29. 29. Natural selection and emergent teleologyDarwin explained the appearanceof design via natural, impersonalprocesses. Evolution has no purpose.But organisms (or traits) can havepurposes, if invoking them provides thebest explanation. No designer implied.No contradiction between saying“evolution has no purpose” and“organisms have purposes”;just different vocabularies fordifferent levels of description.
  30. 30. The job of science is to describe the world.There are other things we might want to do.Judgment, aesthetics. Ethics, morality.The meaning of life.An entirely different kind of story. Must becompatible with science, but not reducible to it.Resist the temptation to think science is all there is.Science and values:description vs. prescription
  31. 31. Where do judgments come from?(Good without God.)Lots of places. Human beings are not blank slates.They come equipped with desires, aspirations,preferences, emotional reactions. From biologyas well as from culture.Moral philosophy isn’t about proving universaltruths. It’s about taking our existing moral feelingsand developing them into something logical,systematic, and compatible with those of otherpeople.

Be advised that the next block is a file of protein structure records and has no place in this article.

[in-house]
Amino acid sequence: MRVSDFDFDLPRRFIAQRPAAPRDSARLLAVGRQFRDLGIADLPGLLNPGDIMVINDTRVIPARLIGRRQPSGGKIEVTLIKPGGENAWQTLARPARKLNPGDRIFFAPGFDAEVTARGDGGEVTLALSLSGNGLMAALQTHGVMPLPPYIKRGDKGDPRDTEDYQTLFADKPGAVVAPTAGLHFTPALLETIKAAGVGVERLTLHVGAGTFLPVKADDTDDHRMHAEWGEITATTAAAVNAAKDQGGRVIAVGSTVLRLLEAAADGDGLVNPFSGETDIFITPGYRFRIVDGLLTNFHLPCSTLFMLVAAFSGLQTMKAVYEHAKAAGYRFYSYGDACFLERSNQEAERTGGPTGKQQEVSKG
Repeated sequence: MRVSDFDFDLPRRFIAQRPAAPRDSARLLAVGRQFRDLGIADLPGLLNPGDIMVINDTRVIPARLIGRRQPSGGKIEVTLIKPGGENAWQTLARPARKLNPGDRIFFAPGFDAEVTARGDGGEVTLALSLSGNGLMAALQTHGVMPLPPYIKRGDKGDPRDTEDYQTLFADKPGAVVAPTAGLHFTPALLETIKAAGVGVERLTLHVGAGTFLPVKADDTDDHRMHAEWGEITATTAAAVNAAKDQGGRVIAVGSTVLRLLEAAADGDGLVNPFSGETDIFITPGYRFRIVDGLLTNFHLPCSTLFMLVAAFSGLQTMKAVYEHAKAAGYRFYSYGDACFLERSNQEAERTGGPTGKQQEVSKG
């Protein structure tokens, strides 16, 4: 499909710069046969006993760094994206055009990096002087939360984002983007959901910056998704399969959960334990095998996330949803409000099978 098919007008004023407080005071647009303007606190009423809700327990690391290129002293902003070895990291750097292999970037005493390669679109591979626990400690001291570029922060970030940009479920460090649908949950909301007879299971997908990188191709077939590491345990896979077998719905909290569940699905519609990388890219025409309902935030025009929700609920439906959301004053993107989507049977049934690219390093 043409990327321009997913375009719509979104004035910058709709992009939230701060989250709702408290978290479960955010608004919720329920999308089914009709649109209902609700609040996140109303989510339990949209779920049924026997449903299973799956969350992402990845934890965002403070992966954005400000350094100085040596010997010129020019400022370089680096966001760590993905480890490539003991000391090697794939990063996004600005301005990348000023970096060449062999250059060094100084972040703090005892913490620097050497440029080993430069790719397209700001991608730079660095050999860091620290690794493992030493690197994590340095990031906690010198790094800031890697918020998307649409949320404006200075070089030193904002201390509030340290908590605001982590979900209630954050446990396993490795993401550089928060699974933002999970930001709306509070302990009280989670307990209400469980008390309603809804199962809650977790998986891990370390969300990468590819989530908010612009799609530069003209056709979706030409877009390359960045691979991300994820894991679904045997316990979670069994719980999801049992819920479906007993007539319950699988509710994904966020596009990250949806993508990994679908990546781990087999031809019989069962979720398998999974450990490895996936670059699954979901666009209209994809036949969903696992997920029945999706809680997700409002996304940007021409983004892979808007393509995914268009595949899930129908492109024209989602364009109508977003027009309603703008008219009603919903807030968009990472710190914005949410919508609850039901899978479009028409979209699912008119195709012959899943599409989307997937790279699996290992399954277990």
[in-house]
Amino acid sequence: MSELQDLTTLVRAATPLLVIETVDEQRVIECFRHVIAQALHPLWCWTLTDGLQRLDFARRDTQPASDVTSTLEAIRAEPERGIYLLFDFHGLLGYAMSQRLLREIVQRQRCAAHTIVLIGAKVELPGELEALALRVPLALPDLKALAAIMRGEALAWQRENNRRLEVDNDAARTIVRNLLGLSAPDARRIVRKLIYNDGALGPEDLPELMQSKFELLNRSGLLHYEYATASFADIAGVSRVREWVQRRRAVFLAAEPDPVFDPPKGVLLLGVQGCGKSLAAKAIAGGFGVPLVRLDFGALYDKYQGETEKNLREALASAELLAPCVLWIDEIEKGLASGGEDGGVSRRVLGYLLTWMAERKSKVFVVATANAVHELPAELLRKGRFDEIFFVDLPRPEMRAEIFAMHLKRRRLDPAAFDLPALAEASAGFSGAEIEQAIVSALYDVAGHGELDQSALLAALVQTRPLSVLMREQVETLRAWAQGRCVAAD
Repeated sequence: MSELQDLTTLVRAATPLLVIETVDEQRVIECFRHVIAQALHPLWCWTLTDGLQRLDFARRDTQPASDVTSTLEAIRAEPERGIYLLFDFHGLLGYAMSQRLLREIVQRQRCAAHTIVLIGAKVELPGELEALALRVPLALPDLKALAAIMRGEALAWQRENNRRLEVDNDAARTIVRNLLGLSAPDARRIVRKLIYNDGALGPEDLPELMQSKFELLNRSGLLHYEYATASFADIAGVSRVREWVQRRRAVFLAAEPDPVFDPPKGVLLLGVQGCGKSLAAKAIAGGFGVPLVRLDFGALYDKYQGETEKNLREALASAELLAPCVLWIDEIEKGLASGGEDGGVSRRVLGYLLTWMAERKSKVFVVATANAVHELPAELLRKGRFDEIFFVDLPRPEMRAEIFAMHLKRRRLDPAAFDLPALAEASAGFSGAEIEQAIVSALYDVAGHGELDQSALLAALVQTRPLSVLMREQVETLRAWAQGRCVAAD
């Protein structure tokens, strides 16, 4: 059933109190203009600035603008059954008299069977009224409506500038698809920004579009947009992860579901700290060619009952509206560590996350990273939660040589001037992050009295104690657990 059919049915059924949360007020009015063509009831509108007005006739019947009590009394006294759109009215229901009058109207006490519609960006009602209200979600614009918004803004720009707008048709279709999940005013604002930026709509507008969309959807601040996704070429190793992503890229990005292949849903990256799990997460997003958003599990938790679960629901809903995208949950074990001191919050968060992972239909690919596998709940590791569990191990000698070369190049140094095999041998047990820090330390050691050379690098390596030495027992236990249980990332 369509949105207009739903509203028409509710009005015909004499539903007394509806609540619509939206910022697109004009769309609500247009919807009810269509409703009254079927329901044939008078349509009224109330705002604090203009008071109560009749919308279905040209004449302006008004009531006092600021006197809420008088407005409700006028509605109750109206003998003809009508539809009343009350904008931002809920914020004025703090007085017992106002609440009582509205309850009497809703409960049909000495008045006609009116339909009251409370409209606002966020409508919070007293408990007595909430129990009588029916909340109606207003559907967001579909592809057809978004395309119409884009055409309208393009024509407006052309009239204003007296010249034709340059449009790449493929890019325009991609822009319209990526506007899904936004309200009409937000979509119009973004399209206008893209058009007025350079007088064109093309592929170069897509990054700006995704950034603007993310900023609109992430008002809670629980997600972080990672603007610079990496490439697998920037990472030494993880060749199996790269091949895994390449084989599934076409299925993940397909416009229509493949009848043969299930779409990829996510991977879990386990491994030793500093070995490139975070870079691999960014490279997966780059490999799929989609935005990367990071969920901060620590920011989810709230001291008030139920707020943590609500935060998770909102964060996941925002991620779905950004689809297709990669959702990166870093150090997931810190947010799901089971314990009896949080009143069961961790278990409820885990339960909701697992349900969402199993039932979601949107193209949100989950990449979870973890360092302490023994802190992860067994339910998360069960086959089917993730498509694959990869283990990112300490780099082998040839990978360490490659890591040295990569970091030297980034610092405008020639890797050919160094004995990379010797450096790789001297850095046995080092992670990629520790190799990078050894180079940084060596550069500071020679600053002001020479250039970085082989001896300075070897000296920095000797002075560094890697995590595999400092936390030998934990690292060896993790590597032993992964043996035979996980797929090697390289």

32. 32. Developing theories of value is a matter of telling thestories that best encapsulate our existing desires etc.Subjective, but not arbitrary!“The universe is made of stories,not of atoms.” - Muriel RukeyserFinding meaning in life is an essentially creative act.We bring purpose into the world;it is not out there to be found.
  33. 33. Consider chess.The rules of chess don’t inhere inthe fundamental laws of physics.We invented them; they could beotherwise. They are subjective.But they are not arbitrary. They are carefully adjustedto serve a purpose: the most interesting game.Likewise for (e.g.) morality. Invented, but not at allarbitrary. Our notions of morality are carefully adjustedto serve a purpose: our notions of justice and fairness.[Alan Light/Wikipedia]
  34. 34. Two fundamentallydifferent views ongay marriage.2) How to live is a decision we human beings haveto make. No configuration is naturally correct.We decide how to best guarantee happinessand protect individual dignity.1) There is a “natural” and correct way for humansto live. There is a natural and correct formof marriage. One man, one woman.
  35. 35. Rick Warren was wrong:it actually is all about you.Neither the universe, nor anything outside it,provides you with a purpose in life.But you can choose one for yourself.(As long as your reasoning is compatible with howthe universe works.)

×